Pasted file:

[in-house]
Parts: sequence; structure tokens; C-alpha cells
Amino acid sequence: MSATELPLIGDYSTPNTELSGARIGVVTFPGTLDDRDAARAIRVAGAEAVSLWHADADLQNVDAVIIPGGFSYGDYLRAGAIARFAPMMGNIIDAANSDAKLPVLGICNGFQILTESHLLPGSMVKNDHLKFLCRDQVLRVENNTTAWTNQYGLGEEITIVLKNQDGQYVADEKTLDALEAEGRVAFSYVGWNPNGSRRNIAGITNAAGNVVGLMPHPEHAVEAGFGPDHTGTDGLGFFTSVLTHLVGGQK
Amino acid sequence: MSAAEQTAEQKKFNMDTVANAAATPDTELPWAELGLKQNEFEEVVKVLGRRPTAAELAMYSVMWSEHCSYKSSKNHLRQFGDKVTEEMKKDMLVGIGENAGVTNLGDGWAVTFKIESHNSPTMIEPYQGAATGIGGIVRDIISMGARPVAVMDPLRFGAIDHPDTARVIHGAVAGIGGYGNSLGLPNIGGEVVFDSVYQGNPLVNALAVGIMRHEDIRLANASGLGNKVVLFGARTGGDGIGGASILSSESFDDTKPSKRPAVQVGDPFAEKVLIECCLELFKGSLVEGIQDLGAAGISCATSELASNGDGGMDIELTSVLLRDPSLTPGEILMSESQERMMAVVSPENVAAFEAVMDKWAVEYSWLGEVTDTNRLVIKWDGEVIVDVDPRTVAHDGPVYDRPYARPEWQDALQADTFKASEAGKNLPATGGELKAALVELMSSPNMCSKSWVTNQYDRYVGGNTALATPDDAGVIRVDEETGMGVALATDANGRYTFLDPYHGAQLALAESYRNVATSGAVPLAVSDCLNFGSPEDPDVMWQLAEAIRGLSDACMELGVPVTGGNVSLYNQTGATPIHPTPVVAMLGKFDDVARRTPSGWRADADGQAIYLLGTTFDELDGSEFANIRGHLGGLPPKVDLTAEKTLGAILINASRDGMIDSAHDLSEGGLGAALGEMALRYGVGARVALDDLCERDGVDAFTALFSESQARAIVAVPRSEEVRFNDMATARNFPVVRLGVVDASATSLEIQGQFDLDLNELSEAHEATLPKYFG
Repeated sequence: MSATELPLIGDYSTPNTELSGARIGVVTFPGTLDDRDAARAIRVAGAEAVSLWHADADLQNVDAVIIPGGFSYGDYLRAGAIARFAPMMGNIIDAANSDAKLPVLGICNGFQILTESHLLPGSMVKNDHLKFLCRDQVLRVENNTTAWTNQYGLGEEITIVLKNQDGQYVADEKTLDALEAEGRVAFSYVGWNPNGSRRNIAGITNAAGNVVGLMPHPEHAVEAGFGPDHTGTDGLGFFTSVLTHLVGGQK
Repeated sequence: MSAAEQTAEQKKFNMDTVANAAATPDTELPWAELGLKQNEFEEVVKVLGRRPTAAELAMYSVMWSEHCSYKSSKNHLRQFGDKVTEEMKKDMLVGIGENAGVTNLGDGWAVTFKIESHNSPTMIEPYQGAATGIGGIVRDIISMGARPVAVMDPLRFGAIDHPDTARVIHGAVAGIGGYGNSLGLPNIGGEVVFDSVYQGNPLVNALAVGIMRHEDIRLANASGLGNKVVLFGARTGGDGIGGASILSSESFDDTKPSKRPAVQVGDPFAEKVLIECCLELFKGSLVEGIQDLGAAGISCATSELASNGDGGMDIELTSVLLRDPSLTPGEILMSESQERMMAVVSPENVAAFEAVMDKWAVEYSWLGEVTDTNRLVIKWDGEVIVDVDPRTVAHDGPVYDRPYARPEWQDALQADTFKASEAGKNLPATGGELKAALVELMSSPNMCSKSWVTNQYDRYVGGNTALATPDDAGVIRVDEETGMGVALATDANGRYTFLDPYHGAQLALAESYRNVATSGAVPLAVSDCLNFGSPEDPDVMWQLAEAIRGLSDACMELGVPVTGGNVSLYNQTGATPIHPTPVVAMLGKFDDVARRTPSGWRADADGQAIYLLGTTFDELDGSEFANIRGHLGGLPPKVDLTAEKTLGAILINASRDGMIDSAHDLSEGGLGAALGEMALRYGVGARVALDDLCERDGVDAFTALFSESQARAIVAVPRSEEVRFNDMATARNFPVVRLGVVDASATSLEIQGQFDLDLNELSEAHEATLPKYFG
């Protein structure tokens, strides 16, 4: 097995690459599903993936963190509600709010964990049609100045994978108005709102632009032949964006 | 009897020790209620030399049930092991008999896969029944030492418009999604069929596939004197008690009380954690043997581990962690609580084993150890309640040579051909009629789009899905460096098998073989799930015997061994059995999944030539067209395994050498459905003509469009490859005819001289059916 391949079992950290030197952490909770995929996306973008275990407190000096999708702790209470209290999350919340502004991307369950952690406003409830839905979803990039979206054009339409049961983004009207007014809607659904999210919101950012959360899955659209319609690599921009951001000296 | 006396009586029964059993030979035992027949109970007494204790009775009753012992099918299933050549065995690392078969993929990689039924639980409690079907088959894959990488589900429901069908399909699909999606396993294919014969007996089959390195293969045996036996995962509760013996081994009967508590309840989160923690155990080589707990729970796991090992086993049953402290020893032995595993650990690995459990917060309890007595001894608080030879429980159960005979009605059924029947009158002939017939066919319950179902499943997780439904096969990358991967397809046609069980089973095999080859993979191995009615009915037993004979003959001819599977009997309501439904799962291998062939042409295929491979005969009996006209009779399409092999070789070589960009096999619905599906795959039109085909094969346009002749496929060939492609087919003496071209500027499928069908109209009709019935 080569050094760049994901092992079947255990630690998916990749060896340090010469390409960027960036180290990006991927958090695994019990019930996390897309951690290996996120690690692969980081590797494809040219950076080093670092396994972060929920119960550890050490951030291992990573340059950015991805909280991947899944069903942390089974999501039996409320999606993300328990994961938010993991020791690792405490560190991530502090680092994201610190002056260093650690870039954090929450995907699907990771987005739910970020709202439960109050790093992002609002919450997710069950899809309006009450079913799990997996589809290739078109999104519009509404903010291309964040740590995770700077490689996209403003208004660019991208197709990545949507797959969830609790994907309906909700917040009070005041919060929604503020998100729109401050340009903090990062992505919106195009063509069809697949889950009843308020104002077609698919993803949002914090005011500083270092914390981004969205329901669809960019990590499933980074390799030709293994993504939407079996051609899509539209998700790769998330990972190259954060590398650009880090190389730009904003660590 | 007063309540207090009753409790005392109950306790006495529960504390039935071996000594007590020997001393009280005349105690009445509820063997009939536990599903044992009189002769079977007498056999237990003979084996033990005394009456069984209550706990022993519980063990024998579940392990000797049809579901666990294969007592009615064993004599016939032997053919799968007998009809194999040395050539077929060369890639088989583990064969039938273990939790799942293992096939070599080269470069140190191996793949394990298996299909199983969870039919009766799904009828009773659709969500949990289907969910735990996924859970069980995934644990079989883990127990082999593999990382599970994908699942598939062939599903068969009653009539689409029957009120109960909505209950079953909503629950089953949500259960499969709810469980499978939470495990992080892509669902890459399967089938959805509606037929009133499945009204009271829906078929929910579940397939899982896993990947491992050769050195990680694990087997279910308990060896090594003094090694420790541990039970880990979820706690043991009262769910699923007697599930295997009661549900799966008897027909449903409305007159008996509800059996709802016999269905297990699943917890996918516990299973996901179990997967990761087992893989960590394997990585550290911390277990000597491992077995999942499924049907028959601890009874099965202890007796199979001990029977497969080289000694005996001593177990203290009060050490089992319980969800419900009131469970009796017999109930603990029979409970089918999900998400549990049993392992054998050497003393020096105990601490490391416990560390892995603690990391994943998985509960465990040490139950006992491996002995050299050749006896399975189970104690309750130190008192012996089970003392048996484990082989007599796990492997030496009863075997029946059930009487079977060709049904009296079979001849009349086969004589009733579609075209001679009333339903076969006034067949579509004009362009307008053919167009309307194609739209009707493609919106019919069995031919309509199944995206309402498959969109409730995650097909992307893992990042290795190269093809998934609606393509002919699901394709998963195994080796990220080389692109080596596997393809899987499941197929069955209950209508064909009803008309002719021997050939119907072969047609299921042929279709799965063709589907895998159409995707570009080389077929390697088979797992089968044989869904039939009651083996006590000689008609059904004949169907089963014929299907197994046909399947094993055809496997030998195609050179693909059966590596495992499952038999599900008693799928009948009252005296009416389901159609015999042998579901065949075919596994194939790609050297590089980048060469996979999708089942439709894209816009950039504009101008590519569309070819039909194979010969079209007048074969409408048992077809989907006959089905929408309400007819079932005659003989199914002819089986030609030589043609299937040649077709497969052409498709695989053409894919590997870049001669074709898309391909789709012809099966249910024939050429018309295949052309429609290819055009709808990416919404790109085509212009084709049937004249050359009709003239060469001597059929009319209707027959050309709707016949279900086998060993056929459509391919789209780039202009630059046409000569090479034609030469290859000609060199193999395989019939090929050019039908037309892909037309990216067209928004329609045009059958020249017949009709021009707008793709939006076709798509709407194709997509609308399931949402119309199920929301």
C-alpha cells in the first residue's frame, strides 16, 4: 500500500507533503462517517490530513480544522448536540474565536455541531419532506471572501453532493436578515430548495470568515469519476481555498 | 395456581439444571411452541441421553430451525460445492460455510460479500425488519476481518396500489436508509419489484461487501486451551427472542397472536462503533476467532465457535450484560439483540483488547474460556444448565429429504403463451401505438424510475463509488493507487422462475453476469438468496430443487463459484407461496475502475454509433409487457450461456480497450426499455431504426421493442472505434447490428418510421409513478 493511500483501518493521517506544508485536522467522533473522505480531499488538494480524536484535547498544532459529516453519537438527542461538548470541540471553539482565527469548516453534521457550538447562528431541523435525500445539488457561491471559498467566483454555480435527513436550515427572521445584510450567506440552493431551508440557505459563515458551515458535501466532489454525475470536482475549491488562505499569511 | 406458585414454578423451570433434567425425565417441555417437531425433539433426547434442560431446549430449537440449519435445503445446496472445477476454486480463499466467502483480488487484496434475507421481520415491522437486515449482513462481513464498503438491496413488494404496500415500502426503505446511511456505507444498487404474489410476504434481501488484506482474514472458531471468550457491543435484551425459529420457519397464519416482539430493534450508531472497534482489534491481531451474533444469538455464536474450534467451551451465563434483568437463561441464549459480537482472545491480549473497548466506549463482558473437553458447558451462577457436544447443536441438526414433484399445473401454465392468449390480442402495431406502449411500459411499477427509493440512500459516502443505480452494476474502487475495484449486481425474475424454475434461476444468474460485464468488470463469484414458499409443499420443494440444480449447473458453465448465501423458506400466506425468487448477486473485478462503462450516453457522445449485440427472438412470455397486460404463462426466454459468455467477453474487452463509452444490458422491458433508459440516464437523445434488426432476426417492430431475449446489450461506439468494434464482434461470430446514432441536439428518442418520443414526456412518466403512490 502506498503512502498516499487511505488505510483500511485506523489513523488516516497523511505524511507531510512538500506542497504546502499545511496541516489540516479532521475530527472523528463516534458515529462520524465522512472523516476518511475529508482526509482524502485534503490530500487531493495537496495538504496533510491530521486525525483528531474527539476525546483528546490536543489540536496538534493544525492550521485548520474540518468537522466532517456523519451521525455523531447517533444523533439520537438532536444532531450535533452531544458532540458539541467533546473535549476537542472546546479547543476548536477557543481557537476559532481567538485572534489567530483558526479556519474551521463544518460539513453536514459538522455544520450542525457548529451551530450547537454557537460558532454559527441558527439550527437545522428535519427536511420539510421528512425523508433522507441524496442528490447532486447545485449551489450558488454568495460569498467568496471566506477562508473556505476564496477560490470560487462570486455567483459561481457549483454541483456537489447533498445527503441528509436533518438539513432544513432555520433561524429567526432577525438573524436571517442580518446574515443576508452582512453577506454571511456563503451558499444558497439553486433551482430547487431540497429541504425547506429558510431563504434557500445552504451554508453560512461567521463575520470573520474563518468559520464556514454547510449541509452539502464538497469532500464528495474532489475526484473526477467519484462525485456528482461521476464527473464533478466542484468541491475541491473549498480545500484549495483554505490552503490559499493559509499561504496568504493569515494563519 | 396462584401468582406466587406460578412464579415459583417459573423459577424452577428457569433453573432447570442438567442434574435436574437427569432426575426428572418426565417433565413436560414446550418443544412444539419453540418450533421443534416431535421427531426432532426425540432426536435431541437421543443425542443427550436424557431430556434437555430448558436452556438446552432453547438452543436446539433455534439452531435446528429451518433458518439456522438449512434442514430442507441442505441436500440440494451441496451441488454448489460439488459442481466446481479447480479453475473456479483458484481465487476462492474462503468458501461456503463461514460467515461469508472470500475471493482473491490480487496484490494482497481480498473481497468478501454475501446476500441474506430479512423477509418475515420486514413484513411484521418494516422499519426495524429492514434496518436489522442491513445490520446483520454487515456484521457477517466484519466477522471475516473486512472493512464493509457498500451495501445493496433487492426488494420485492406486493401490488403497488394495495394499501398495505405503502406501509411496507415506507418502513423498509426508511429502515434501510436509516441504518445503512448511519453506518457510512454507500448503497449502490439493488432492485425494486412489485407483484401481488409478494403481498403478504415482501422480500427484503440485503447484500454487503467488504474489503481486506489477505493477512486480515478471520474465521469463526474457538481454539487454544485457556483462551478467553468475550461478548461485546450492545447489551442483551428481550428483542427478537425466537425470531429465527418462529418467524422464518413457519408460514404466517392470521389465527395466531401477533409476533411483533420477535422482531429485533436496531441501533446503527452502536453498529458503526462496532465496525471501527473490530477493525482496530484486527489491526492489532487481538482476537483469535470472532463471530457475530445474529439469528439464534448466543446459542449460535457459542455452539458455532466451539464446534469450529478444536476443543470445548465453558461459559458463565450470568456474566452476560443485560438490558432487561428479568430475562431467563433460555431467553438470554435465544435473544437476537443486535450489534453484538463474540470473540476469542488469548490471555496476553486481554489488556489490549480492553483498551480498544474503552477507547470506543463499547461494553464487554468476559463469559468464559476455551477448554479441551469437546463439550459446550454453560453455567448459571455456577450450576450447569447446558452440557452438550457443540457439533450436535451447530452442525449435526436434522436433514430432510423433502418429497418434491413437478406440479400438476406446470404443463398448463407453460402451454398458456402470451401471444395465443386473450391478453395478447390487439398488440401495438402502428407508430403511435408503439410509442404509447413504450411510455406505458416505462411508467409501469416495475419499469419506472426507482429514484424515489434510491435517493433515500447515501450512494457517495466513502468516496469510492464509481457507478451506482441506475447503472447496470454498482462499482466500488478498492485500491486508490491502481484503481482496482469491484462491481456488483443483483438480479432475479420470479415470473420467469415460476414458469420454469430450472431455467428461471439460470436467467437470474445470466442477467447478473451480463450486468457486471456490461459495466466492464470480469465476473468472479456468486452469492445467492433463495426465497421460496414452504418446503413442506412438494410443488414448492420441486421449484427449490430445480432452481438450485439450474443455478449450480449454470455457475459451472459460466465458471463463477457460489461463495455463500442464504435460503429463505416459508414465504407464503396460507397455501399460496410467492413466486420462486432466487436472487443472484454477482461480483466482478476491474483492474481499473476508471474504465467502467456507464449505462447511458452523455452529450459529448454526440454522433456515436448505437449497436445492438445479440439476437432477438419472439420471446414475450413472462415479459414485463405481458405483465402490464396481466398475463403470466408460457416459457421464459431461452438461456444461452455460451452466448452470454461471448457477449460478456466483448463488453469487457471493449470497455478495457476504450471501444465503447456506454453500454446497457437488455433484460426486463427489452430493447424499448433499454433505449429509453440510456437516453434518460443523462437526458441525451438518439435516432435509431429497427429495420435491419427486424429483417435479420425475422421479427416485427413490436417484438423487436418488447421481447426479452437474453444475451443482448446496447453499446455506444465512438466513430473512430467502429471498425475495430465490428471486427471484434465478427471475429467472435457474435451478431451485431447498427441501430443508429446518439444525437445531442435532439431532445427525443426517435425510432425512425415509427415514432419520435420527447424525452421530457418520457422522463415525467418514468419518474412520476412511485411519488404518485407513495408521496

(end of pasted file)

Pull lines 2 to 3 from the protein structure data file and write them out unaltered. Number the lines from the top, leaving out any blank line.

Parts: sequence; structure tokens; C-alpha cells
Amino acid sequence: MSATELPLIGDYSTPNTELSGARIGVVTFPGTLDDRDAARAIRVAGAEAVSLWHADADLQNVDAVIIPGGFSYGDYLRAGAIARFAPMMGNIIDAANSDAKLPVLGICNGFQILTESHLLPGSMVKNDHLKFLCRDQVLRVENNTTAWTNQYGLGEEITIVLKNQDGQYVADEKTLDALEAEGRVAFSYVGWNPNGSRRNIAGITNAAGNVVGLMPHPEHAVEAGFGPDHTGTDGLGFFTSVLTHLVGGQK